A negative pledge and a ban on transfers or encumbrances over real estate are also widely used in secured transactions. Both of these quasi-securities over real estate can be established as in rem rights (ie, attached to the asset rather than to the contracting person and its obligations under the respective arrangement), and can be registered in the Cadastral Register, which makes them effective against third parties.

5.5 Can security be taken over cash (including bank accounts generally) and receivables in your jurisdiction? If so, how?

Yes, security can be taken over cash and receivables under Czech law. Security over cash is commonly performed as security over receivables from a bank account in which the cash is deposited.

Security over cash deposits or receivables in the Czech Republic may be established in two ways:

  • by a written pledge agreement without registration; or
  • by the conclusion of a written pledge agreement in the form of notarial deed and its registration in the Pledge Register.

If the security is established without registration, a pledge over a receivable may be enforced against a debtor of the pledged receivable (ie, the sub-debtor) on:

  • delivery of the pledgor's (ie, the sub-debtor's creditor) pledge notice; or
  • the creditor (ie, the pledgee) proving to the sub-debtor that the pledge has been created.

If a registration in the Pledge Register has taken place, notification of the sub-debtor is not obligatory.

The most common types of claims and receivables over which security is granted are of a contractual nature, such as trade, lease or insurance receivables or receivables arising from inter-company loan arrangements.

A negative pledge and a ban on transfers or encumbrances over receivables are also widely used. Both of these quasi-securities over real estate can be established as in rem rights and registered in the Pledge Register, which makes them effective against third parties.

5.6 Can security be taken over company shares in your jurisdiction? If so, how?

Yes, security can be taken over company shares under Czech law. How a pledge over shares is created differs depending on the form of the respective shares.

If the shares are issued in certified form, a pledge can be created by endorsing the respective securities through a pledge endorsement and transferring possession of the securities to the creditor or custodian by way of handover (together with the original or verified copy of the pledge agreement).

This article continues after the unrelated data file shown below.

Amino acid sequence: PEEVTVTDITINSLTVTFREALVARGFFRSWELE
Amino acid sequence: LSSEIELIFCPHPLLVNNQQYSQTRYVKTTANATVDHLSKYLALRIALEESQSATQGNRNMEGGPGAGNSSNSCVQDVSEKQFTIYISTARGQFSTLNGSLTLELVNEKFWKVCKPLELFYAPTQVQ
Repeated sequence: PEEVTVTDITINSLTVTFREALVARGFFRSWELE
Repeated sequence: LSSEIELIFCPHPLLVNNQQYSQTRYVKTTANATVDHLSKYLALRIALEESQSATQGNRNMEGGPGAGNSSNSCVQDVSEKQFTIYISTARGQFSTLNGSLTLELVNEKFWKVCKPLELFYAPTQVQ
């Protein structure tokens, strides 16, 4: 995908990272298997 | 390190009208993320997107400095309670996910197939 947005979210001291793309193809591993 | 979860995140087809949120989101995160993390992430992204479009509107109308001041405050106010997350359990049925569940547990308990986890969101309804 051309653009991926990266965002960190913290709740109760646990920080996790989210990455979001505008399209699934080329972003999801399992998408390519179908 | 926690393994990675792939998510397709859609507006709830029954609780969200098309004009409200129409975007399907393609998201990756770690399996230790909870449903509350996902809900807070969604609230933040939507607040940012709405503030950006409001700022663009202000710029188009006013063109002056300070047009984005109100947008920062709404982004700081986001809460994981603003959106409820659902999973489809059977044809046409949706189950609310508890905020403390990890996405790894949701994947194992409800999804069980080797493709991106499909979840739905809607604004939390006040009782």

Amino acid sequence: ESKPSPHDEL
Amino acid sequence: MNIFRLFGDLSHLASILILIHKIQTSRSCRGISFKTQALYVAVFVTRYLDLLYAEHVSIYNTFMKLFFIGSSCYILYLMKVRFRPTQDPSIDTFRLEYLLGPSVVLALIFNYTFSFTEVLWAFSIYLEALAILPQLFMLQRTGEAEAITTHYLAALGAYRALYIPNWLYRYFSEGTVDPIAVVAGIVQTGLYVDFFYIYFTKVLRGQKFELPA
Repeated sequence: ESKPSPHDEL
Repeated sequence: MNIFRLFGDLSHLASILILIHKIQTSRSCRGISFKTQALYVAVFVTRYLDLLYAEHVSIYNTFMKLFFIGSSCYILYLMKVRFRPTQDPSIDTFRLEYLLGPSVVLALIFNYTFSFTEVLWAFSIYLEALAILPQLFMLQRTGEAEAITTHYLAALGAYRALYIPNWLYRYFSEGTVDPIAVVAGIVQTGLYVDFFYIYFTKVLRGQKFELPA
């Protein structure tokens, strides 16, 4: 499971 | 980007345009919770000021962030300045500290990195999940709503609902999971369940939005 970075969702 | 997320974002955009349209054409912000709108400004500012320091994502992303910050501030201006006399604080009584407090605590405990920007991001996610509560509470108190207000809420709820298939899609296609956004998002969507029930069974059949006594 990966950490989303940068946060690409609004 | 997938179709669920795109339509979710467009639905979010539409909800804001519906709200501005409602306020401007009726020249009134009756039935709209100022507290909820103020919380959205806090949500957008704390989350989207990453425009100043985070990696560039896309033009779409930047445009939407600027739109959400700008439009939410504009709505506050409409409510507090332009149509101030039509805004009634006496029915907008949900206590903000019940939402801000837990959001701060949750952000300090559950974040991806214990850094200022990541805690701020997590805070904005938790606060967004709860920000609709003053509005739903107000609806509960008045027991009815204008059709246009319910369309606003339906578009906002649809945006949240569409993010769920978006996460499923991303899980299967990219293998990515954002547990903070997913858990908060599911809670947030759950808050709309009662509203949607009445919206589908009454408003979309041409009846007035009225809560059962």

A pledge over certified shares is created on the basis of a pledge agreement, which must be in writing if the pledge is to be created by transferring possession of the certified shares to a custodian. If the pledge is to be created by transferring possession of the certified shares or bonds to the creditor, a written pledge agreement is not required by law, but is common in practice.

However, shares in book entry form are pledged by recording the pledge on the respective owner's account in the Central Depository or in the separate register of securities of a provider of investment services. In the case of book-entered securities, an earlier established pledge has priority over a later one.

In addition, security over shares can also be taken:

  • in the form of a pledge over the owner's account in the respective securities register (in the case of book-entry securities); or
  • by security transfer of title.

Under Czech law, there are no security interests over securities that have absolute priority.

5.7 Can security be taken over inventory/moveables in your jurisdiction? If so, how?

Yes, security can be taken over inventory/movables (including an enterprise) under Czech law. The most commonly used instrument in secured transactions involving inventory/movables is a pledge created over the inventory/movables. A pledge is conceived as an in rem right of a creditor (pledgee) over assets of the borrower or a third party. This means that the borrower (or a third party) remains the legal owner of the assets until the pledge is enforced (which occurs only if the secured debt is not paid).

Pledges over movables in the Czech Republic may be perfected in three ways:

  • registering the pledge in the Pledge Register;
  • delivering the movables to the pledgee or to another person for deposit in custody. In such case the agreement need not be concluded in written form; or
  • marking the movables with a sign. In such case the agreement does not have to be concluded in written form.

Where a pledge over an individual tangible movable asset is created by registration in the Pledge Register, a respective underlying pledge agreement must be executed in the form of a notarial deed. Otherwise, a simple written agreement will suffice.

A pledge over movable bulk assets, which typically include stock or inventory, is perfected by written agreement in the form of a notarial deed regarding the creation of the pledge and its registration in the Pledge Register.

A pledge over a business enterprise or other bulk assets includes all items belonging to the collateral and extends to all new items that are added to it, and ceases to exist in relation to items that are separated from it. Therefore, once a business enterprise or other bulk asset has been pledged, it is not possible to create a pledge over any particular asset belonging to the collateral.

5.8 What charges, fees and taxes (including notary and similar fees) arise from the perfection of a security interest? Do these vary depending on the type of assets used as collateral?